CACI 1730 Slander of Title—Essential Factual Elements

California Civil Jury Instructions CACI

1730 Slander of Title—Essential Factual Elements

[Name of plaintiff] claims that [name of defendant] harmed [him/her/nonbinary pronoun] by [making a statement/taking an action] that cast doubts about [name of plaintiff]’s ownership of [describe real or personal property, e.g., the residence located at [address]]. To establish this claim, [name of plaintiff] must prove all of the following:

1.That [name of defendant] [made a statement/[specify other act, e.g., recorded a deed] that cast doubts about [name of plaintiff]’s ownership of the property;

2.That the [statement was made to a person other than [name of plaintiff]/[specify other publication, e.g., deed became a public record]];

3.That [the statement was untrue and] [name of plaintiff] did in fact own the property;

4.That [name of defendant] [knew that/acted with reckless disregard of the truth or falsity as to whether] [name of plaintiff] owned the property;

5.That [name of defendant] knew or should have recognized that someone else might act in reliance on the [statement/e.g., deed], causing [name of plaintiff] financial loss;

6.That [name of plaintiff] did in fact suffer immediate and direct financial harm [because someone else acted in reliance on the [statement/e.g., deed]/ [or] by incurring legal expenses necessary to remove the doubt cast by the [statement/e.g., deed] and to clear title];

7.That [name of defendant]’s conduct was a substantial factor in causing [name of plaintiff]’s harm.

Directions for Use

Slander of title may be either by words or an act that clouds title to the property. (See, e.g., Alpha & Omega Development, LP v. Whillock Contracting, Inc. (2011) 200 Cal.App.4th 656, 661 [132 Cal.Rptr.3d 781] [filing of lis pendens].) If the slander is by means other than words, specify the means in element 1. If the slander is by words, select the first option in element 2.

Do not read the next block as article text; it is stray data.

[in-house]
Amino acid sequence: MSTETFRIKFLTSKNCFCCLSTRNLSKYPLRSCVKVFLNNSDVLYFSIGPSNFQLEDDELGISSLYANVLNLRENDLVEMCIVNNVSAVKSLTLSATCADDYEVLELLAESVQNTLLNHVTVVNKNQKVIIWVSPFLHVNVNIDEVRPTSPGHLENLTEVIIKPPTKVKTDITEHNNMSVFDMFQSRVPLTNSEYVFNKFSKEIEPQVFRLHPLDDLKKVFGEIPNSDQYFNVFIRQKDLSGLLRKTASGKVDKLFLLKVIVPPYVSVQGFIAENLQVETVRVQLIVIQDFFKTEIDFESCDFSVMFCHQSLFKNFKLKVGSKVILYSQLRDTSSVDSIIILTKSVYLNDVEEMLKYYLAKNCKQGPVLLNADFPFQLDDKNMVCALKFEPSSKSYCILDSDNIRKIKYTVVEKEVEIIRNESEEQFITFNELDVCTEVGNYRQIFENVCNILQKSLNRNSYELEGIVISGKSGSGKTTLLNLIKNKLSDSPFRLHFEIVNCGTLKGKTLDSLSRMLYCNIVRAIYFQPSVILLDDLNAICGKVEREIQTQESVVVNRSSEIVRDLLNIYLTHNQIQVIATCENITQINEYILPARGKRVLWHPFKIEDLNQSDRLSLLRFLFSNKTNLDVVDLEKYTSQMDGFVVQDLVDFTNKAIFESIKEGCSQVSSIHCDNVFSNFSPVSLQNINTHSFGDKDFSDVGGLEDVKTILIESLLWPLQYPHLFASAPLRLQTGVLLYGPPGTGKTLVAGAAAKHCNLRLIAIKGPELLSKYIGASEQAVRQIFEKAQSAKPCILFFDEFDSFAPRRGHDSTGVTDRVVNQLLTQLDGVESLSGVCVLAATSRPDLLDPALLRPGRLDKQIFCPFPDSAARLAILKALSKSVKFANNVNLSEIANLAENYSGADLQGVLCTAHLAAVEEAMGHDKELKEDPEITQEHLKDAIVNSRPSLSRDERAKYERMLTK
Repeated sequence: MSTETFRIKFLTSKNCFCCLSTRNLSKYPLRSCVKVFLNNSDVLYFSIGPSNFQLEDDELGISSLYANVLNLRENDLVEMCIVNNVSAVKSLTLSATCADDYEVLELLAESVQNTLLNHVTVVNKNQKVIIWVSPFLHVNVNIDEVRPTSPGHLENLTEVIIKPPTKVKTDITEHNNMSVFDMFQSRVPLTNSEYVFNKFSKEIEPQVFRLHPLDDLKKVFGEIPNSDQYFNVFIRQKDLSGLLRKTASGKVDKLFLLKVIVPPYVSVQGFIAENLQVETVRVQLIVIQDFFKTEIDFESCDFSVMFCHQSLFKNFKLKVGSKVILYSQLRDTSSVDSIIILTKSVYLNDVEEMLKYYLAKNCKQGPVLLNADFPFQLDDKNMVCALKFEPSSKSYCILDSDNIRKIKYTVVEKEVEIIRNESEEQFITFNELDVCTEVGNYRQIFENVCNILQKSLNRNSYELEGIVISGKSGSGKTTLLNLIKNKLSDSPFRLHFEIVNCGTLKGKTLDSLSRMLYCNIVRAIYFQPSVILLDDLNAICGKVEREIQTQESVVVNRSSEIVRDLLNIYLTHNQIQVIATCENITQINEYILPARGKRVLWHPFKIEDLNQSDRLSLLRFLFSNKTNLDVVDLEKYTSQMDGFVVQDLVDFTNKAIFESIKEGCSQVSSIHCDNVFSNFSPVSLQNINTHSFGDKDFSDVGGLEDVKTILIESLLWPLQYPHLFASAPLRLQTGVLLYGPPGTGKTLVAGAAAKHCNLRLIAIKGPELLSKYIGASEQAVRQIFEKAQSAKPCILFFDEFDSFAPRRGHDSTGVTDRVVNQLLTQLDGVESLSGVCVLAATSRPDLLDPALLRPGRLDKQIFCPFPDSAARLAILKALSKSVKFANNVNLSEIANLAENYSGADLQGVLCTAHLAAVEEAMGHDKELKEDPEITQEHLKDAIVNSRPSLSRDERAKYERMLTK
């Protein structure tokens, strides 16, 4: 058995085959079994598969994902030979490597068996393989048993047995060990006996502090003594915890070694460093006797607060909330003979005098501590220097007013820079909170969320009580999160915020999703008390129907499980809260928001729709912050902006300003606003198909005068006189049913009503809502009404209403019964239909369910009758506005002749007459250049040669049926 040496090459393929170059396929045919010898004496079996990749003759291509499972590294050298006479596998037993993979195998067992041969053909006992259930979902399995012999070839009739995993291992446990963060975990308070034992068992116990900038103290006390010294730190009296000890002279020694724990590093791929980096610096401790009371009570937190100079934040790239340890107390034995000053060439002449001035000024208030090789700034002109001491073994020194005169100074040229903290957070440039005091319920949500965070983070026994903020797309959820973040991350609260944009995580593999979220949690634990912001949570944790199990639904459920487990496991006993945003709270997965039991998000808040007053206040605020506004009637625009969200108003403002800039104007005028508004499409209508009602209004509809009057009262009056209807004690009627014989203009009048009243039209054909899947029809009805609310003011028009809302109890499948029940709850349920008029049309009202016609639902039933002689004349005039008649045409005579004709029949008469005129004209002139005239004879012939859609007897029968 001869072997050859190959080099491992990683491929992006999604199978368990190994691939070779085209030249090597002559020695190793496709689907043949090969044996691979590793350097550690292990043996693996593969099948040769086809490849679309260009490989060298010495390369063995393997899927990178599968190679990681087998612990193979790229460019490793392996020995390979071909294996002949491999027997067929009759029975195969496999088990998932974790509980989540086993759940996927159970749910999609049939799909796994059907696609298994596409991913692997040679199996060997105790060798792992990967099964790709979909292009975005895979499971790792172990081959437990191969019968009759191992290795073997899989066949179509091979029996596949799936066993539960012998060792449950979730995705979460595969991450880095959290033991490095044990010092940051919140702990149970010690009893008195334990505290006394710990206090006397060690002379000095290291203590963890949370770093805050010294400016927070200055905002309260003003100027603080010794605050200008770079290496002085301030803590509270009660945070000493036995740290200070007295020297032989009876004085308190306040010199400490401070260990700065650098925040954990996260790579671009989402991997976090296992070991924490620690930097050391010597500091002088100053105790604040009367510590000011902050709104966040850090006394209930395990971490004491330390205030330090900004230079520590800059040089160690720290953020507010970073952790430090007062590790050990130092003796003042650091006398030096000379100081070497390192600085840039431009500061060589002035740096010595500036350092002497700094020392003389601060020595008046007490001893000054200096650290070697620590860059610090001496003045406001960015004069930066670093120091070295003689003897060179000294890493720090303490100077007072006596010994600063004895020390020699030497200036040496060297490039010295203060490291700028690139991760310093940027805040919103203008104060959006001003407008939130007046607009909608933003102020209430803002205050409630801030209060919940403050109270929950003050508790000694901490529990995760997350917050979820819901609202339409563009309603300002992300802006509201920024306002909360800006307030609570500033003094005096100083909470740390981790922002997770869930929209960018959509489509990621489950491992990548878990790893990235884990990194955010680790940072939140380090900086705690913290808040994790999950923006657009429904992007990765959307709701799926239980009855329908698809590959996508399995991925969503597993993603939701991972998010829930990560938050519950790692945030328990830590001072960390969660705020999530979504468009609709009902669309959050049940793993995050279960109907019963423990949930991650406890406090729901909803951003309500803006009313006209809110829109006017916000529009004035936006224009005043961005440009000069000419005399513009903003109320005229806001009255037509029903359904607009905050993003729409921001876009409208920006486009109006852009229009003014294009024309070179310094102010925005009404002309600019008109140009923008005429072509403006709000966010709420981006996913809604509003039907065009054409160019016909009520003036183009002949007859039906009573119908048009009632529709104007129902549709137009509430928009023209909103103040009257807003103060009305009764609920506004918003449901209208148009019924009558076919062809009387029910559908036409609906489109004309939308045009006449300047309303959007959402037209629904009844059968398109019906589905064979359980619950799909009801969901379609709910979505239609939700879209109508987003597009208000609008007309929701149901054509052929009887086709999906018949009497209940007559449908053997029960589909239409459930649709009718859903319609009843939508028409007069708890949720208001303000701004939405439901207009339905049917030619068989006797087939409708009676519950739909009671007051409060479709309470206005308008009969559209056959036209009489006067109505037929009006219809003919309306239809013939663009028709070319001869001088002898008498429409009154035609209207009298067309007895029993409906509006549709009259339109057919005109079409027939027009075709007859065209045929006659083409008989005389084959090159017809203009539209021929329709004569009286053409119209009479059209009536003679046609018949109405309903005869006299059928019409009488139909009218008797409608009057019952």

An additional element of a slander of title claim is that the alleged slanderous statement was without privilege or justification. (Schep v. Capital One, N.A. (2017) 12 Cal.App.5th 1331, 1336 [220 Cal.Rptr.3d 408].) If this element presents an issue for the jury, an instruction on it must be given.

Under the common-interest privilege of Civil Code section 47(c), the defendant bears the initial burden of showing facts to bring the communication within the privilege. The plaintiff then must prove that the statement was made with malice. (Lundquist v. Reusser (1994) 7 Cal.4th 1193, 1203 [31 Cal.Rptr.2d 776, 875 P.2d 1279].) If the common-interest privilege is at issue, give CACI No. 1723, Common Interest Privilege—Malice. The elements of CACI No. 1723 constitute the “unprivileged” element of this basic claim.

If the privilege of Civil Code section 47(d) for a privileged publication or broadcast is alleged, give CACI No. 1724, Fair and True Reporting Privilege. (See J-M Manufacturing Co., Inc. v. Phillips & Cohen LLP (2016) 247 Cal.App.4th 87 [201 Cal.Rptr.3d 782].) If some other privilege is at issue, an additional element or instruction targeting that privilege will be required.